I’ll admit it: Before becoming a beauty editor, I had only had a couple of facials in my life. Let’s be honest—facials are a luxury that many can’t afford on a regular basis, including me. Facials can also be kind of daunting if you don’t feel prepared going into them. Take it from me, someone who has found herself furiously googling random facial etiquette questions before a fancy facial to make sure I don’t do anything stupid.
If you’ve ever wondered the dos and don’ts of a facial before you go, I reached out to some of the industry’s top experts for the lowdown. Keep reading to find your ultimate guide to facials so that you don’t have to be like me and anxiously google anything pre-appointment.
How should you prepare for a facial?
For the best facial possible, you can set yourself up for success before you go. “Don’t exfoliate your skin four days before the facial,” says Taylor Worden, celebrity aesthetician and founder of Taylor Worden Skin. Most facials include exfoliating treatments, so exfoliating beforehand can irritate your skin. The same goes for using any retinols—try to avoid them for the week beforehand.
You should also be prepared to communicate openly and honestly with your facialist. “Be prepared to discuss your top three skincare concerns, as facials include a consultation prior to your treatment to ensure you get the most benefits for your skin,” says Renée Rouleau, celebrity aesthetician and skincare expert. They can tailor their treatments to better meet your needs.
It’s also helpful for facialists if you show them what products you’re currently using, since this helps them better understand your skin. Worden recommends taking a photo of your skincare lineup before you come in to show your aesthetician.
It really doesn’t matter what you wear to your facial appointment, since you’ll likely be asked to change into a gown or robe, but the best rule of thumb is to dress comfortably. Worden notes that you’ll need to take off any dangly earrings or necklaces before your facial starts.
Now for the million-dollar question: Should you take your bra off? (This is what I’ve personally been known to panic-google before a treatment.) The answer is yes, as long as you feel comfortable. “I always prefer taking it off, so this frees the shoulders and décolleté for massage and products,” says Joanna Vargas, celebrity facialist, founder of Joanna Vargas spas and skincare, and author of Glow From Within.
Show up on time. “Aestheticians run on a tight schedule, so your consultation or treatment will be cut short if you show up late,” says Rouleau. It’s better to show up a few minutes early if you can, especially if you’re a new client.
Speak up if you need to. “Always be honest if you feel like something is bothering you during a service or if your skin is reacting to a product,” says Vargas. “Facialists want to make you happy and glowing. You must be perfectly upfront with us if something feels wrong so we can adjust in the moment and fix it.”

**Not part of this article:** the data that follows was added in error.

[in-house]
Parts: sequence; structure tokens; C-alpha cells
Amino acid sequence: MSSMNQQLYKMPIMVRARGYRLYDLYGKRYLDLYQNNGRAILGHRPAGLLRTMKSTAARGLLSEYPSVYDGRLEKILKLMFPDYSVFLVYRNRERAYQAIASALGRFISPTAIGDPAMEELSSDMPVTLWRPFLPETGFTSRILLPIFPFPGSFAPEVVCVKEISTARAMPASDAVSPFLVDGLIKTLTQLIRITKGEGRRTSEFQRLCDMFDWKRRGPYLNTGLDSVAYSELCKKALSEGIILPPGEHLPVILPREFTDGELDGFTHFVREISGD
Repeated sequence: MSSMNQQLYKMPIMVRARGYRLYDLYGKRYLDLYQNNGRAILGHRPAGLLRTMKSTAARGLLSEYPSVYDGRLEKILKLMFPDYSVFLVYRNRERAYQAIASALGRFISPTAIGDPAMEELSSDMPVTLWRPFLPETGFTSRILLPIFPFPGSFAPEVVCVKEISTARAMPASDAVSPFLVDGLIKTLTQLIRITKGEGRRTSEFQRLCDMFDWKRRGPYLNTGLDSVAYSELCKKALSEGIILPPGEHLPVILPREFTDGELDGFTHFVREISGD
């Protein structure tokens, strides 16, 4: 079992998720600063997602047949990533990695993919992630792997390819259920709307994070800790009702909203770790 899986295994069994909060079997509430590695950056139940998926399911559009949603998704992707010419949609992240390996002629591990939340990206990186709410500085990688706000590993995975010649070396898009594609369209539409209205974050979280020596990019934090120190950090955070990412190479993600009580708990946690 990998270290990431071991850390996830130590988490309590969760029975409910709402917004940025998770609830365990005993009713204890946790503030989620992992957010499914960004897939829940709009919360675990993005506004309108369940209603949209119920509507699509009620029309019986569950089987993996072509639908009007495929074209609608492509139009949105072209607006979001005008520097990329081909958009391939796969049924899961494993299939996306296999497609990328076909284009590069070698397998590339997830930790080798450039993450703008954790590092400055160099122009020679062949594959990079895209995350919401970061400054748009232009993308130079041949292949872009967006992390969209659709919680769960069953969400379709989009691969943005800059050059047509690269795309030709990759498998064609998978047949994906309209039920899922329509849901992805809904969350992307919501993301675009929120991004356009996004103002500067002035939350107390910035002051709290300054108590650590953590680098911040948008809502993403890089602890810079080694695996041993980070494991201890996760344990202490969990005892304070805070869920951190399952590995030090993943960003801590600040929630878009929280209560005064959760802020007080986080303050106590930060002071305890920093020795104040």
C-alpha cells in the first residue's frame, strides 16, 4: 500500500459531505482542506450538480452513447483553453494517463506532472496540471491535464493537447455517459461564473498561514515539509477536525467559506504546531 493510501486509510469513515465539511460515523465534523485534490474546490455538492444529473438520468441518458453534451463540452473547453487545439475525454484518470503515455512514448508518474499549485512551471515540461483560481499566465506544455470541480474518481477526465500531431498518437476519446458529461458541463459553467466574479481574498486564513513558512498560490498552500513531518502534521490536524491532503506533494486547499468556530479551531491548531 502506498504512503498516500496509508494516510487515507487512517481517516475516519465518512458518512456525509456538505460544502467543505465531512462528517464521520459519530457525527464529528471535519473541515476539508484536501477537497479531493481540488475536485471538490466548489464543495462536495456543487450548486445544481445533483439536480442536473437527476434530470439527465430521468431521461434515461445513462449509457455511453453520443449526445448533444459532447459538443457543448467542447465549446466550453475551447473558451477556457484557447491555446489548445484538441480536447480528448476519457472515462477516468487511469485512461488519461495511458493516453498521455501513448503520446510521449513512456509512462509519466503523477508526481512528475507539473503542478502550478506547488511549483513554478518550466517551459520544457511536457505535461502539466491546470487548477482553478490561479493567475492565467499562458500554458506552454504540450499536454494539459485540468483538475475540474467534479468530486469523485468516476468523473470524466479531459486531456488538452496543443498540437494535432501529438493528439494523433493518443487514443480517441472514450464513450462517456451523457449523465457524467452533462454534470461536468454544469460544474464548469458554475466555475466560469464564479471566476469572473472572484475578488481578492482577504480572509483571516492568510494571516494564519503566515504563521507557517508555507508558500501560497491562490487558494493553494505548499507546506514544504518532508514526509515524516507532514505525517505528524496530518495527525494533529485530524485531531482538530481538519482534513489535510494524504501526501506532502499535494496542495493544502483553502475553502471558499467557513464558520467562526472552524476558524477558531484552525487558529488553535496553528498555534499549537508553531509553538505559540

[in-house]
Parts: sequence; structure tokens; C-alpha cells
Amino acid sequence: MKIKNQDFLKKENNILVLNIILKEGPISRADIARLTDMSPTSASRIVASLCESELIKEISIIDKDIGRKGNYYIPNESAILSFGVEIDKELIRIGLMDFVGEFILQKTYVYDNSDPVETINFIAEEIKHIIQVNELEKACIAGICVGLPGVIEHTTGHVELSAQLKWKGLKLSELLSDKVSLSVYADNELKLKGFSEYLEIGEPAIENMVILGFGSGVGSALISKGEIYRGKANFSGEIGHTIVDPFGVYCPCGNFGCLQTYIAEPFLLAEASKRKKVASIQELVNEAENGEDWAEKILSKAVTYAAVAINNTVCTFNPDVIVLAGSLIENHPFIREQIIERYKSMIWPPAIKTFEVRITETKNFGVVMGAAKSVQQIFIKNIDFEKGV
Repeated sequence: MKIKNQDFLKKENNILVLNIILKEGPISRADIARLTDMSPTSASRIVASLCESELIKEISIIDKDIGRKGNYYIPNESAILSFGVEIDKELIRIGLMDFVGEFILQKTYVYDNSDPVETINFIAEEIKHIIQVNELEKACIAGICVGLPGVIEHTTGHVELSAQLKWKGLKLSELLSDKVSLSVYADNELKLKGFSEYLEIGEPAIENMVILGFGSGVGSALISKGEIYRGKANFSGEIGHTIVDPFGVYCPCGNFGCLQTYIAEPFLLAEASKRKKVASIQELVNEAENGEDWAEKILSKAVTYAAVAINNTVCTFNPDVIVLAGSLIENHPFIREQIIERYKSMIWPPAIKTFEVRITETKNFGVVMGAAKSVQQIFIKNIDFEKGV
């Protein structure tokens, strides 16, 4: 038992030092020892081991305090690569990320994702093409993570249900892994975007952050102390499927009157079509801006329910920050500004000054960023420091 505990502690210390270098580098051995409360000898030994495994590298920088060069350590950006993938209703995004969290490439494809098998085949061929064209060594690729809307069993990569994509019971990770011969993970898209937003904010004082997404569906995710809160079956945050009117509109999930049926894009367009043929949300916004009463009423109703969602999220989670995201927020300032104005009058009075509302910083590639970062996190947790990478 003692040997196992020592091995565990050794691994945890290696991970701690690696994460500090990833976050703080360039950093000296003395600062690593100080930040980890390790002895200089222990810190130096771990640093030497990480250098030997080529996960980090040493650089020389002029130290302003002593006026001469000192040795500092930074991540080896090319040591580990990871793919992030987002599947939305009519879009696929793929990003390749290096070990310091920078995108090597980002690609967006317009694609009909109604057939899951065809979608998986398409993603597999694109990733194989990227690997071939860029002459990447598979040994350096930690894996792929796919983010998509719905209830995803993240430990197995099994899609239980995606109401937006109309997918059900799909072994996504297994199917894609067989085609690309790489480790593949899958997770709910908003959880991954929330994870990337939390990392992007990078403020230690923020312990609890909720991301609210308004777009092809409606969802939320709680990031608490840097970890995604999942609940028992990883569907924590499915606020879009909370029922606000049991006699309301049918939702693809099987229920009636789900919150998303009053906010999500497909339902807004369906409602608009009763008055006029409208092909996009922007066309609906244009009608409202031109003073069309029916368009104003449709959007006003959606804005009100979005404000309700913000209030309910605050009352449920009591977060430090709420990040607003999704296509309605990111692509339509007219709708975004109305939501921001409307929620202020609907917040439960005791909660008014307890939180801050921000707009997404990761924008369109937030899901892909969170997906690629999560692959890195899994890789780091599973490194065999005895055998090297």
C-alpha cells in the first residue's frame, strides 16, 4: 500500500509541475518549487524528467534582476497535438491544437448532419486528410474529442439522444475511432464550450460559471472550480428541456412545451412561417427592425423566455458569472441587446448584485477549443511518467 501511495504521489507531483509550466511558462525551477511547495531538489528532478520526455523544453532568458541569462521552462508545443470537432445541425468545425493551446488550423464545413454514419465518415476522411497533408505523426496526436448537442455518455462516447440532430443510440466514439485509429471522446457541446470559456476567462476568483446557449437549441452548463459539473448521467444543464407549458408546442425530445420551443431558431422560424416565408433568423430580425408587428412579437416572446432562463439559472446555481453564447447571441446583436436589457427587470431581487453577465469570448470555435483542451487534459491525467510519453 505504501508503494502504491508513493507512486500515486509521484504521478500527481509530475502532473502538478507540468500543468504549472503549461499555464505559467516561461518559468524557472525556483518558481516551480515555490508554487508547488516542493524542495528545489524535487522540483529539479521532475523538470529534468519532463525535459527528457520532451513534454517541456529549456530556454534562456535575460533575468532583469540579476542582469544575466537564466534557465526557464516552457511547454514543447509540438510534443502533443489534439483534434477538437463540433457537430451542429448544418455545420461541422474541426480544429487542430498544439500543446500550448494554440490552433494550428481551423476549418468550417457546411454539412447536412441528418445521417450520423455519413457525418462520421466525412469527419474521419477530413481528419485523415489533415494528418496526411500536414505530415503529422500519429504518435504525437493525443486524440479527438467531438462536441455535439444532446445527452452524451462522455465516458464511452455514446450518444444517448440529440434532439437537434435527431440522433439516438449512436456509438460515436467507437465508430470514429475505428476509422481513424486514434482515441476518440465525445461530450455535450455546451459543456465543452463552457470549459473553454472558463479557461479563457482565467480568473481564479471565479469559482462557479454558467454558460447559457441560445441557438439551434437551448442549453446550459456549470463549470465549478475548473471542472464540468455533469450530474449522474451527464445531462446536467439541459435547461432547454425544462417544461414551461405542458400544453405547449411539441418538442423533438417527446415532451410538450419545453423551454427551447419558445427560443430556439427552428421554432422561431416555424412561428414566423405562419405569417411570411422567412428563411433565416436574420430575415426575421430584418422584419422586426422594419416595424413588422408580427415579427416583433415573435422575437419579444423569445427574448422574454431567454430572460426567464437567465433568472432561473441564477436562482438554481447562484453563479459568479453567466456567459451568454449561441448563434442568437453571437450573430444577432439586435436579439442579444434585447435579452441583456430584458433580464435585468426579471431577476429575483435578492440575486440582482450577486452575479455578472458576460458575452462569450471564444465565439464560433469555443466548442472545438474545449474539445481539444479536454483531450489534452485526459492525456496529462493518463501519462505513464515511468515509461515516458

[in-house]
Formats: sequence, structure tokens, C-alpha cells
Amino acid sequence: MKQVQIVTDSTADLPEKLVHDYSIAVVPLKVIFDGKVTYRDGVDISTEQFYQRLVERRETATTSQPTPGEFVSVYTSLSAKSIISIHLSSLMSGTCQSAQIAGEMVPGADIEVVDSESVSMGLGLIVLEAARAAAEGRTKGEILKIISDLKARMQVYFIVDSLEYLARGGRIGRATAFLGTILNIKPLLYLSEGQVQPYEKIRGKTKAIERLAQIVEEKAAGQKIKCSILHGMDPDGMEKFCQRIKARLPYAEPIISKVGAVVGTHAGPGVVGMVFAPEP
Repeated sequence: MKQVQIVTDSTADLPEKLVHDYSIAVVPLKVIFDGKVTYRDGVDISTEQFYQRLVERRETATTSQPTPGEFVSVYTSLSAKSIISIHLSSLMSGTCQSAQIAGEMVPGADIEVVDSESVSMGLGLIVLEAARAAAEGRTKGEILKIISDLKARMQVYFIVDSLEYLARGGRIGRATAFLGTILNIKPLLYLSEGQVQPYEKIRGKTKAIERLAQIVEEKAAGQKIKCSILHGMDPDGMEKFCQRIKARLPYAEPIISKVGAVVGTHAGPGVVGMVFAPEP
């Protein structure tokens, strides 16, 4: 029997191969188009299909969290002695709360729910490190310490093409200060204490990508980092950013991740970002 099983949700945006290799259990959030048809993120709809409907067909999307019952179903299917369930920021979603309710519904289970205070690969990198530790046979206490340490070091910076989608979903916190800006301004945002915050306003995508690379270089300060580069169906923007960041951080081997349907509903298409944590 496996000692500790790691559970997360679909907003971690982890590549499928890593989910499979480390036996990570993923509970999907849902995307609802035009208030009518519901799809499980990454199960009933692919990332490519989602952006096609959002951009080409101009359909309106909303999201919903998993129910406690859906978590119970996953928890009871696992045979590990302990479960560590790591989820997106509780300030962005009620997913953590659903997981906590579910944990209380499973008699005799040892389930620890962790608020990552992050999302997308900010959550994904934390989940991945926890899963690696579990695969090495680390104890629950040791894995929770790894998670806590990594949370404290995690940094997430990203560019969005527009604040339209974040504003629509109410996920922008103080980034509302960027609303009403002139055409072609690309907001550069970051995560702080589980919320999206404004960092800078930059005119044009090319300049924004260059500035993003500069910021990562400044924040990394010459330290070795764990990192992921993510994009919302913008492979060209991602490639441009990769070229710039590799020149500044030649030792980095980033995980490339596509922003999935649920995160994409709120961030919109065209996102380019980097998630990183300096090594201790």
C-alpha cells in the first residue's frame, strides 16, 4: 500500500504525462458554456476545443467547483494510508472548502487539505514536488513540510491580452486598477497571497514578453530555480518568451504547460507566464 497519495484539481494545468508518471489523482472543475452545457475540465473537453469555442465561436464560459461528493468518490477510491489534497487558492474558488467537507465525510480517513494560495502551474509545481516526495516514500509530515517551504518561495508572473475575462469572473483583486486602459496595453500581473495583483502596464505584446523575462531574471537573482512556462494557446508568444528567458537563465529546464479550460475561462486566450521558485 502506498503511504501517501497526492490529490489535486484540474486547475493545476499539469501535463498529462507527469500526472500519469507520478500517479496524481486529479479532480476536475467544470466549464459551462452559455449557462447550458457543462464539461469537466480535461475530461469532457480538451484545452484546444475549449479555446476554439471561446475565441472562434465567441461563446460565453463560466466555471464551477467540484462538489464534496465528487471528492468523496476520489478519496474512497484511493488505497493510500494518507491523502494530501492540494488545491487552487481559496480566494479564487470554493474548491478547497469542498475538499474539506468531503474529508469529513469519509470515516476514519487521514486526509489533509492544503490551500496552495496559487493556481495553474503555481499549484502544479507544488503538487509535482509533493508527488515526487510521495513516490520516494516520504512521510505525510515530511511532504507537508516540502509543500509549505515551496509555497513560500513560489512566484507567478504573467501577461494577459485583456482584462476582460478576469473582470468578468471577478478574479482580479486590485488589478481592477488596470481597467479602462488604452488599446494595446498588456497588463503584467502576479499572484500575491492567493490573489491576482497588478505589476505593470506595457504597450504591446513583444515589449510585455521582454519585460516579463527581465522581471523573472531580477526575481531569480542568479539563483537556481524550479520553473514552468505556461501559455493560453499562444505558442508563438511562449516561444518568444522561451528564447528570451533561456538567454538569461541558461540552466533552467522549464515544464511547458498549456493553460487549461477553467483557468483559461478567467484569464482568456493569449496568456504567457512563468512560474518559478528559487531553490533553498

Change your pillowcase when you get home. Your skin will be very clean right after a facial, so you’ll want to change your pillowcase, sleep with your hair up, and even clean your cell phone right after a facial, according to Worden.
Withhold information from your facialist. Make sure you tell them about any medications you’re on or any physical conditions you have. “It can really harm your skin to not be truthful about these things, and facialists are knowledgeable about contraindications of the treatments and products they are using,” says Vargas.
Get a facial right before a big event. Remember how Samantha looked at Carrie’s book party in Sex and the City? While it’s unlikely you’d end up looking quite so raw, you could still have irritation after a facial or even an allergic reaction. “It’s best just to let your skin calm down naturally and not have to worry about applying makeup to cover it up,” says Rouleau. “This is especially true if you will be having extractions for the removal of blackheads and clogged pores.”
Is there any basic etiquette that people often forget?
There are a few things that will make your facialist’s life harder than necessary. For one, come alone—Vargas says it can be stressful if you bring a dog or child to your appointment.
Also, leave your phone in the locker room or in your purse. Talking on the phone, texting, or using your phone for any other purpose will get in the way of your treatment, according to Worden. She also recommends using a mint or brushing your teeth beforehand, since facialists get extremely close to your face.
It should go without saying, but don’t go to a facial appointment if you feel sick, have been exposed to COVID-19, have a rash, or have an active cold sore.
This is entirely your call. “It’s your time to spend it however you feel,” says Rouleau. “If you want to talk about your skin or have an aesthetician be an ear for whatever is going on in your personal life, it’s up to you. However, if you don’t want to talk and you want to relax, be sure to let your aesthetician know this so they don’t become too chatty.”
How much should you tip?
Twenty percent is the minimum here. You should factor this into the price before you go so you’re not caught off guard.